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Enhance Access Control Cheat Sheet (DRAFT) by [deleted]

Security Enhance Access Control

This is a draft cheat sheet. It is a work in progress and is not finished yet.


Whether you’re a large corpor­ation, small company, organi­zation or government agency – a security breach can deal crippling damage to one’s brand and reputa­tion, as well as leave consumers as prey to scenarios like identity theft, virtual robbery or even physical injury. Yet despite new techno­logy, protocols and security best practices, breaches – both virtual and physical – are an all-to­o-c­ommon scenario.

Here are some new axioms, best practices and technology capabi­lities that will act as drivers to improving access control in the immediate future and become the standard in the coming years.

1. Security is Not Limited to the Front Door

Security must encompass more than the front door: Most security checkp­oints are located just beyond the front entrance. But today’s solutions also need to track what’s happening once an employee is inside. To effect­ively enhance security, we need to know who is doing what, where and when at all times. Ignorance isn’t bliss, and it can quickly leave you maimed if you’re not careful.

2. Solving lost and stolen badges

Human error can quickly lead to a large break-in if just a single badge is misplaced or stolen. And the RFID badge system is riddled with flaws. In 2015, for example, more than 1,400 security badges went missing from Atlanta’s Hartsf­iel­d-J­ackson Intern­ational Airport, which could grant access to private baggage areas, tarmacs and other secure locations. Even if they’re not physically stolen, most RFID badges can be quickly cloned undetected by the user. Elimin­ating this challenge requires more than a simple PIN number – we need multiple authen­tic­ation methods that cannot be counte­rfe­ited.

3. Elimin­ating badge abuse

We like to believe that an employee won’t abuse their badge and security clearance – but all it takes is one rotten apple to spoil the whole bunch. A unique PIN can be assigned to prevent the use of stolen badges, but what if an insider decides to sell that inform­ation? There are several ways to be nearly 100 percent sure the person opening the door is who they say they are – and they don’t require implants.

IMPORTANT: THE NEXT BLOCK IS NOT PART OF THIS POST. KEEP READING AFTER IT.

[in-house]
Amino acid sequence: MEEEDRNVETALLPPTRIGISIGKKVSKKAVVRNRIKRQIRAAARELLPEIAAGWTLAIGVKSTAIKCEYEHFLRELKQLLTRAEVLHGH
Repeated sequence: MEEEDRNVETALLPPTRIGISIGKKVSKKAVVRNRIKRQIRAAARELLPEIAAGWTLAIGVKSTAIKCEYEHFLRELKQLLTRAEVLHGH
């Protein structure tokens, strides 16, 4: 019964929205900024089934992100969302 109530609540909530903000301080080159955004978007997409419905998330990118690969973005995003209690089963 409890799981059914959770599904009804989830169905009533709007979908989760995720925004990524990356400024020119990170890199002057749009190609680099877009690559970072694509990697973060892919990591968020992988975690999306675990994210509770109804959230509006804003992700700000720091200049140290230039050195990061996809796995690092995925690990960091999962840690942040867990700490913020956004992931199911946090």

Biometric authen­tic­ation – such as retina, finger­print or facial recogn­ition – is just one way to prevent this type of badge abuse.

Advanced Access Control

4. Preventing tailgating and piggyb­acking

A badge system can prohibit an intruder from entering, but not if someone on the inside opens the door first. These types of scenarios happen all the time – both intent­ionally and uninte­nti­onally – and leave otherwise highly secured areas extremely vulner­able. To solve this, it’s not enough to just know who scanned the badge – we need to know who (and how many) actually entered with them.

5. Improving emergency response

Unfort­una­tely, the need for emergency response has become an all too common occurr­ence. And response times have a direct correl­ation to the severity of damage from a breach. Systems today lack the most critical feature to improving response time – which is identi­fying and relaying the exact location of the emergency.

First responders would benefit greatly if they could verify the authen­ticity and exact location of an emergency at any time. It’s not enough to know which building, but rather which room and which level.

6. Building business intell­igence

For good reason, our world is becoming more and more data driven. And by improving the way we monitor employees and access control, we can unlock a huge stream of untapped inform­ation. These insights could range from better unders­tanding the routines and processes of staff to improve produc­tivity, to better identi­fying threats and breaches before they have a chance to strike.